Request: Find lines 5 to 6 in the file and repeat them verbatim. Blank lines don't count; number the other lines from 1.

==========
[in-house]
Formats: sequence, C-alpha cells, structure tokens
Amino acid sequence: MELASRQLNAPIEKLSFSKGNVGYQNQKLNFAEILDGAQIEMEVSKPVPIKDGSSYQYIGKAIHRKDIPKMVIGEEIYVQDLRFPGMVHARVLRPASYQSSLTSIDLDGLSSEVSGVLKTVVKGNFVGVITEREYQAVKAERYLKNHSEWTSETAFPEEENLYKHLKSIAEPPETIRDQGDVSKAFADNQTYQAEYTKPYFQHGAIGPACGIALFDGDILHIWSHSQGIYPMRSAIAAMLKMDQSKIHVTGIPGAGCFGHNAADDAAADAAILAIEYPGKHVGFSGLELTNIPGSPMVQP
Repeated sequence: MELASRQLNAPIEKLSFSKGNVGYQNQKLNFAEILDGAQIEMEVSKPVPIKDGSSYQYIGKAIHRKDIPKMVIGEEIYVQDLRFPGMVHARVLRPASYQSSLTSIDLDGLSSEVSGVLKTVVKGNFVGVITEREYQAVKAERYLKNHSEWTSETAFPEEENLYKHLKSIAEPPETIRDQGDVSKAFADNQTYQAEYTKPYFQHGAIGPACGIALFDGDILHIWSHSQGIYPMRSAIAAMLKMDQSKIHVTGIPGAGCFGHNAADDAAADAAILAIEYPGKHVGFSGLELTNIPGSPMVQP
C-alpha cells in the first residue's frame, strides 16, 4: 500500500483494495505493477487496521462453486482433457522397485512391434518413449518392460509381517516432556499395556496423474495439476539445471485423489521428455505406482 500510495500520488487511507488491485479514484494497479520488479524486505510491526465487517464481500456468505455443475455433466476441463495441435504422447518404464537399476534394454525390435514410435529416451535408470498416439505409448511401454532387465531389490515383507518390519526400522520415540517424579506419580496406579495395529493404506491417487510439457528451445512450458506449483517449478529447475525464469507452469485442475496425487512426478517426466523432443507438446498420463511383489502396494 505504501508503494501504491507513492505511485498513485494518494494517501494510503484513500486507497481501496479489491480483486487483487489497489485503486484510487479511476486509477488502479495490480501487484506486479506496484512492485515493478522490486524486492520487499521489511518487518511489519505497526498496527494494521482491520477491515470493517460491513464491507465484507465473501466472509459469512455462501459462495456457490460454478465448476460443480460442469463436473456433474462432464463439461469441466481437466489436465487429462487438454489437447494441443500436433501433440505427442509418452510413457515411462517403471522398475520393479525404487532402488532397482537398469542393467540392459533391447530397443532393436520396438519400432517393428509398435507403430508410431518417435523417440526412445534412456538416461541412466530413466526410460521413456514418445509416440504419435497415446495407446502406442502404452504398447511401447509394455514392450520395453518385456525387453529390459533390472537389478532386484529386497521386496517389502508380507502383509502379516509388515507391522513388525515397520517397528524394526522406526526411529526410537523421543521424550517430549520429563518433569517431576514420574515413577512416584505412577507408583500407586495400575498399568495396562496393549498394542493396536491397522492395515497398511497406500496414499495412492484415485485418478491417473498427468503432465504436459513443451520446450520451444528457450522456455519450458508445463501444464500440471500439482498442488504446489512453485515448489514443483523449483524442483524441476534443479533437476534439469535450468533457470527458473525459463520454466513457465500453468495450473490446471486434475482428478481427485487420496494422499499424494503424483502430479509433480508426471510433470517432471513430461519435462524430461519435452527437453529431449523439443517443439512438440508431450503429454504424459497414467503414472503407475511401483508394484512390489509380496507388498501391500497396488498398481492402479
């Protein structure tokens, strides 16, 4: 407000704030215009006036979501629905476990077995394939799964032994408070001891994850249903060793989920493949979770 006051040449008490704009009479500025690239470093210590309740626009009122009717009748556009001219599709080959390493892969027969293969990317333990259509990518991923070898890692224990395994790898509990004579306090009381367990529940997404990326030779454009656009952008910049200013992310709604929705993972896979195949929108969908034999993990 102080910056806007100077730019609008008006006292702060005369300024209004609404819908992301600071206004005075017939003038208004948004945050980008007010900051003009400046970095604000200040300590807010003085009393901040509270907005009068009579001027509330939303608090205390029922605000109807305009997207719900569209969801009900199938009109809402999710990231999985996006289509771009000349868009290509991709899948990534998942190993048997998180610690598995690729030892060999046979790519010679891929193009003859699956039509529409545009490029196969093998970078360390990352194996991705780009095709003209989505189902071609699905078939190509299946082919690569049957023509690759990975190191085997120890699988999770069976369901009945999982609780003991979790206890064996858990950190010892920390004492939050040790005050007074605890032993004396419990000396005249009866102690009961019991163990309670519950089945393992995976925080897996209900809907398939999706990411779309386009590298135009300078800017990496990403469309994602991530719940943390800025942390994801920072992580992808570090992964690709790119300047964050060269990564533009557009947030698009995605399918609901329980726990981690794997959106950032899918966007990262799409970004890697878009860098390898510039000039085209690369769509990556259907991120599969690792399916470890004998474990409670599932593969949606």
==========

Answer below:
C-alpha cells in the first residue's frame, strides 16, 4: 500500500483494495505493477487496521462453486482433457522397485512391434518413449518392460509381517516432556499395556496423474495439476539445471485423489521428455505406482 500510495500520488487511507488491485479514484494497479520488479524486505510491526465487517464481500456468505455443475455433466476441463495441435504422447518404464537399476534394454525390435514410435529416451535408470498416439505409448511401454532387465531389490515383507518390519526400522520415540517424579506419580496406579495395529493404506491417487510439457528451445512450458506449483517449478529447475525464469507452469485442475496425487512426478517426466523432443507438446498420463511383489502396494 505504501508503494501504491507513492505511485498513485494518494494517501494510503484513500486507497481501496479489491480483486487483487489497489485503486484510487479511476486509477488502479495490480501487484506486479506496484512492485515493478522490486524486492520487499521489511518487518511489519505497526498496527494494521482491520477491515470493517460491513464491507465484507465473501466472509459469512455462501459462495456457490460454478465448476460443480460442469463436473456433474462432464463439461469441466481437466489436465487429462487438454489437447494441443500436433501433440505427442509418452510413457515411462517403471522398475520393479525404487532402488532397482537398469542393467540392459533391447530397443532393436520396438519400432517393428509398435507403430508410431518417435523417440526412445534412456538416461541412466530413466526410460521413456514418445509416440504419435497415446495407446502406442502404452504398447511401447509394455514392450520395453518385456525387453529390459533390472537389478532386484529386497521386496517389502508380507502383509502379516509388515507391522513388525515397520517397528524394526522406526526411529526410537523421543521424550517430549520429563518433569517431576514420574515413577512416584505412577507408583500407586495400575498399568495396562496393549498394542493396536491397522492395515497398511497406500496414499495412492484415485485418478491417473498427468503432465504436459513443451520446450520451444528457450522456455519450458508445463501444464500440471500439482498442488504446489512453485515448489514443483523449483524442483524441476534443479533437476534439469535450468533457470527458473525459463520454466513457465500453468495450473490446471486434475482428478481427485487420496494422499499424494503424483502430479509433480508426471510433470517432471513430461519435462524430461519435452527437453529431449523439443517443439512438440508431450503429454504424459497414467503414472503407475511401483508394484512390489509380496507388498501391500497396488498398481492402479
């Protein structure tokens, strides 16, 4: 407000704030215009006036979501629905476990077995394939799964032994408070001891994850249903060793989920493949979770 006051040449008490704009009479500025690239470093210590309740626009009122009717009748556009001219599709080959390493892969027969293969990317333990259509990518991923070898890692224990395994790898509990004579306090009381367990529940997404990326030779454009656009952008910049200013992310709604929705993972896979195949929108969908034999993990 102080910056806007100077730019609008008006006292702060005369300024209004609404819908992301600071206004005075017939003038208004948004945050980008007010900051003009400046970095604000200040300590807010003085009393901040509270907005009068009579001027509330939303608090205390029922605000109807305009997207719900569209969801009900199938009109809402999710990231999985996006289509771009000349868009290509991709899948990534998942190993048997998180610690598995690729030892060999046979790519010679891929193009003859699956039509529409545009490029196969093998970078360390990352194996991705780009095709003209989505189902071609699905078939190509299946082919690569049957023509690759990975190191085997120890699988999770069976369901009945999982609780003991979790206890064996858990950190010892920390004492939050040790005050007074605890032993004396419990000396005249009866102690009961019991163990309670519950089945393992995976925080897996209900809907398939999706990411779309386009590298135009300078800017990496990403469309994602991530719940943390800025942390994801920072992580992808570090992964690709790119300047964050060269990564533009557009947030698009995605399918609901329980726990981690794997959106950032899918966007990262799409970004890697878009860098390898510039000039085209690369769509990556259907991120599969690792399916470890004998474990409670599932593969949606």